Yeah, so basically, almost a decade ago, I had just gone through a massive business failure, I invested in a bar and restaurant in 2009. It was meant to be just, you know, kind of a passive investment kind of deal. And it went totally bust. And, you know, I had always been super attracted to real estate, because of you know, how you get to learn a lot of different things like marketing, working with clients, you know, you get to wear a lot of different hats, and it's exciting and fun. And you don't have any limitations on your growth. And so, in 2010, I got started full time in real estate, and did like most people, open houses expired, withdrawn. And I started doing really well, as an age I started, you know, selling a lot of homes and making really good money. And then one of the reasons I got into real estate was because, you know, there was this idea of like flexibility and like the freedom, this component of freedom. And, you know, like my first year, and I'm like holy cow, you know, I'm like on the phone till one o'clock in the morning, I'm waking up at six, like, I'm running around the hair on fire. And I'm like, there's got to be a better way of how to do this. And so I started, you know, going down this path of building a brokerage in the summer of 2011. And I recruited 20 agents in the summer of 2011. And after a year, the following summer, in 2012, I was looking at, like, our total number of closings and what we had done and profitability and stuff. And like, honestly, I was so busy. And so in the weeds, like I wasn't paying attention to financials, and like, you know, like I was just going, going, going going. And I realized that made less money in year two, then year one from a profitability perspective. And I worked even harder. And I'm like this is not why I got into this business. And so I literally burned the thing down to the ground. And I started implementing the MREA model with Gary Keller, you know, the book he wrote, and I started implementing that model and, you know, grew super fast, we burned the team down, we grew to by the end of 2013, we did 325 transactions, and I was with this very new team. And when I look at it between 2010 and 2013, we netted a million bucks. And like, you know, the business just radically changed. And, you know, we started having, what's that?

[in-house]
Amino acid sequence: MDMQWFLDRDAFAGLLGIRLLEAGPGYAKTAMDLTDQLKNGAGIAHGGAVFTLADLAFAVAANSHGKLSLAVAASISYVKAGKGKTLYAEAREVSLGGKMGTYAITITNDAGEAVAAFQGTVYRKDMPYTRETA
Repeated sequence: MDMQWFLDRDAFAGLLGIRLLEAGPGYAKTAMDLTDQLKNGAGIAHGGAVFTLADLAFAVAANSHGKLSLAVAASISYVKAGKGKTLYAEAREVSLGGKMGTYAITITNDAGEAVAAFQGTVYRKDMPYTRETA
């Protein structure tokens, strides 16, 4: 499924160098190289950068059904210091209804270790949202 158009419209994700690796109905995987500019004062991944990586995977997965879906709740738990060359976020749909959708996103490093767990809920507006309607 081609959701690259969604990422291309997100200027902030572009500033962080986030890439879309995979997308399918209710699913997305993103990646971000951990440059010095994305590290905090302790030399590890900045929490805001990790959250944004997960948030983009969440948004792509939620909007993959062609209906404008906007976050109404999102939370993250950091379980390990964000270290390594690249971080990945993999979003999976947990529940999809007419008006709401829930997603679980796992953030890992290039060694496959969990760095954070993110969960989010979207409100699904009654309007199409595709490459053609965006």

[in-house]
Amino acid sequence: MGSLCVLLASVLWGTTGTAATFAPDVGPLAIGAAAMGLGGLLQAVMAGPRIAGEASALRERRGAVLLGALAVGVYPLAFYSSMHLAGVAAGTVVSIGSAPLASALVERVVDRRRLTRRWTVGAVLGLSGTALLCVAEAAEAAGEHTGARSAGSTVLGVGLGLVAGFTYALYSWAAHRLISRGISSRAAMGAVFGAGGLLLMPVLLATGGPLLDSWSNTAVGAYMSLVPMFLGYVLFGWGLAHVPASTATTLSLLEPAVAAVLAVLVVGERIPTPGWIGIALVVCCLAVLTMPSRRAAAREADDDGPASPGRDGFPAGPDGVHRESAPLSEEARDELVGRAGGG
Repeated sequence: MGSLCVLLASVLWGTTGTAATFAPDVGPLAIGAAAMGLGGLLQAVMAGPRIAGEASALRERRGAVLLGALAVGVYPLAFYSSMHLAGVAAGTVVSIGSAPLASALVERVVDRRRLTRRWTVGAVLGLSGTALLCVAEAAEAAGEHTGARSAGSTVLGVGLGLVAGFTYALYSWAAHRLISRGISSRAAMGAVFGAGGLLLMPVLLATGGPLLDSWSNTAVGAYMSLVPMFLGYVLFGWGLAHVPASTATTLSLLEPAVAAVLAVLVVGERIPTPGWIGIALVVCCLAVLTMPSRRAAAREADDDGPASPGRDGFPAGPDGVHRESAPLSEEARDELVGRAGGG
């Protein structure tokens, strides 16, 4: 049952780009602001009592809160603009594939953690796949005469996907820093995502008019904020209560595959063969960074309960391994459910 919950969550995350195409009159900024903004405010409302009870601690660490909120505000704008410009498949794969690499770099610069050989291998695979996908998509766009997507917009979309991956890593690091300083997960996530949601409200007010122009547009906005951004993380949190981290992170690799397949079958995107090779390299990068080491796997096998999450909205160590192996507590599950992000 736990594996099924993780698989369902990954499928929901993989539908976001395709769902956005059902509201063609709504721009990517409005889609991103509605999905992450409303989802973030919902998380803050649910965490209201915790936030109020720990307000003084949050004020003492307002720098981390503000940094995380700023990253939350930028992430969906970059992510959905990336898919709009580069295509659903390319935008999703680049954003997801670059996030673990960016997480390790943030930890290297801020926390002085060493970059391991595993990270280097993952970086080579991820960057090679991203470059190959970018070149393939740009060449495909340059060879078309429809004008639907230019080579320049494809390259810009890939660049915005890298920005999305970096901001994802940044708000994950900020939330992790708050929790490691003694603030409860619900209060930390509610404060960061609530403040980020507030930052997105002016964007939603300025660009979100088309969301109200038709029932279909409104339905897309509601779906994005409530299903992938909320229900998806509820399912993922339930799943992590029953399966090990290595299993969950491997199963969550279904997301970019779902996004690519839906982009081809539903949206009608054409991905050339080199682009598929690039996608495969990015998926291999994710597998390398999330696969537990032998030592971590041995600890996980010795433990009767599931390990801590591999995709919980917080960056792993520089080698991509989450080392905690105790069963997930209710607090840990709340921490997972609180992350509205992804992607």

Brian Charlesworth 3:39
No, I said that that all started just by reading that book and shifting the way you were doing business.
Chris Watters 3:45